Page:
Accidental Drowning Statistics
Florida had the highest unintentional drowning death rate of toddlers ages 1 – 4 in the United States (3 times the National rate) in the 5 years between 1999 - 2003.
Sixty – four percent of unintentional drowning deaths of Florida toddlers ages 0 – 4 and 60% of Florida children ages 5 – 9 between 2002 and 2004 occurred in swimming pools, but only 25% of Florida children ages 10 – 14.
Every year, about 300 toddlers drown in residential swimming pools; overall, more than 800 children ages 14 and under die from drowning, and more than 4,000 go to the emergency room after near-drowning incidents.
In 2001, 859 children ages 14 and under died as a result of unintentional drowning. Children ages 4 and under accounted for more than 60 percent of these deaths.
In 2002, nearly 2,700 children ages 14 and under were treated in hospital emergency rooms for accidental drowning-related incidents.
Near-drownings have high case fatality rates. Fifteen percent of children admitted for near-drowning die in the hospital. As many as 20 percent of near-drowning survivors suffer severe and permanent neurological disability.
More than half of drownings among infants (under age 1) occur in bathtubs. Drownings in this age group also occur in toilets and buckets. More than half of drownings among children ages 1 to 4 are pool-related. Children ages 5 to 14 most often drown in open water sites.
Since 1984, more than 327 children, 89 percent between the ages of 7 months and 15 months, have drowned in buckets containing water or other liquids used for mopping floors and other household chores. It is estimated that 30 children drown annually in buckets.
More than 10 percent of childhood drownings occur in bathtubs; the majority of these occur in the absence of adult supervision. Since 1983, there have been at least 104 deaths and 162 non-fatal incidents involving baby bath seats.
Among children ages 4 and under, there are approximately 300 residential swimming pool drownings each year. More than half of these drownings occur in the child's home pool, and one-third occur at the homes of friends, neighbors or relatives.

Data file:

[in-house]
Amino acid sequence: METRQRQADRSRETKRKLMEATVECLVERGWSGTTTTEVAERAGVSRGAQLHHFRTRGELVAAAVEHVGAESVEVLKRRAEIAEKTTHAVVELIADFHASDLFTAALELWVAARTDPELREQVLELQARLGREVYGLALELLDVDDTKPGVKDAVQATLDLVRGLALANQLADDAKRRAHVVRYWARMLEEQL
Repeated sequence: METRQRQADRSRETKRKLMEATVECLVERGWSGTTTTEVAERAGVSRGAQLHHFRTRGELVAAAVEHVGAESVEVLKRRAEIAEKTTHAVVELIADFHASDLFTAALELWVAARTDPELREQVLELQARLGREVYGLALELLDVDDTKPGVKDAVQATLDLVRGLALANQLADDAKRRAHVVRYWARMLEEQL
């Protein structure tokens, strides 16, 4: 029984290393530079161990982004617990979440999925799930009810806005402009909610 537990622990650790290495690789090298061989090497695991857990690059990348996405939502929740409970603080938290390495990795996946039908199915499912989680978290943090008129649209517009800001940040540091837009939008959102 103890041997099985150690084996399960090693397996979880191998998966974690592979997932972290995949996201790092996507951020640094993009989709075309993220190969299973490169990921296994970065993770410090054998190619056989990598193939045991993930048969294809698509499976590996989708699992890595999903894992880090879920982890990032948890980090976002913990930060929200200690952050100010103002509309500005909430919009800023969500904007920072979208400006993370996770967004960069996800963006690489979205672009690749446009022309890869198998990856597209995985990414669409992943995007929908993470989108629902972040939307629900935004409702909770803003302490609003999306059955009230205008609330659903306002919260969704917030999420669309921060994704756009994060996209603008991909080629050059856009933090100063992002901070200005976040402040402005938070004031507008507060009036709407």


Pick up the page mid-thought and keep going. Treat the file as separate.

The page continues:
Most children who drown in swimming pools were last seen in the home, had been missing from sight for less than five minutes and were in the care of one or both parents at the time of the drowning.
Since 1980, more than 230 children ages 4 and under have drowned in spas and hot tubs.
In 2002, 16 children ages 14 and under drowned in reported recreational boating incidents. Nearly 45 percent of these drowning victims were not wearing personal flotation devices or life jackets.
In 2002, more than 189 children ages 14 and under sustained personal watercraft-related injuries.
Drownings and near-drownings tend to occur on Saturdays and Sundays (40 percent) and between the months of May and August (62 percent).
Drowning fatality rates are higher in southern and western states than in other regions of the United States. Rural areas have higher death rates than urban or suburban areas, in part due to decreased access to emergency medical care.
As many as 20 percent of near-drowning survivors suffer severe, permanent brain damage.
Drowning is the second leading cause of unintentional injury-related death among children ages 1 to 14. The majority of accidental drownings and near-drownings occur in residential swimming pools and in open water sites. However, children can drown in as little as one inch of water and are therefore at risk of drowning in wading pools, bathtubs, buckets, diaper pails, toilets, spas and hot tubs.
Male children have a drowning rate two to four times that of female children. However, females have a bathtub drowning rate twice that of males.
* Statistical data obtained from Safe Kids USA, Florida Vital Statistics, Florida Department of Health and The Centers for Disease Control and Prevention.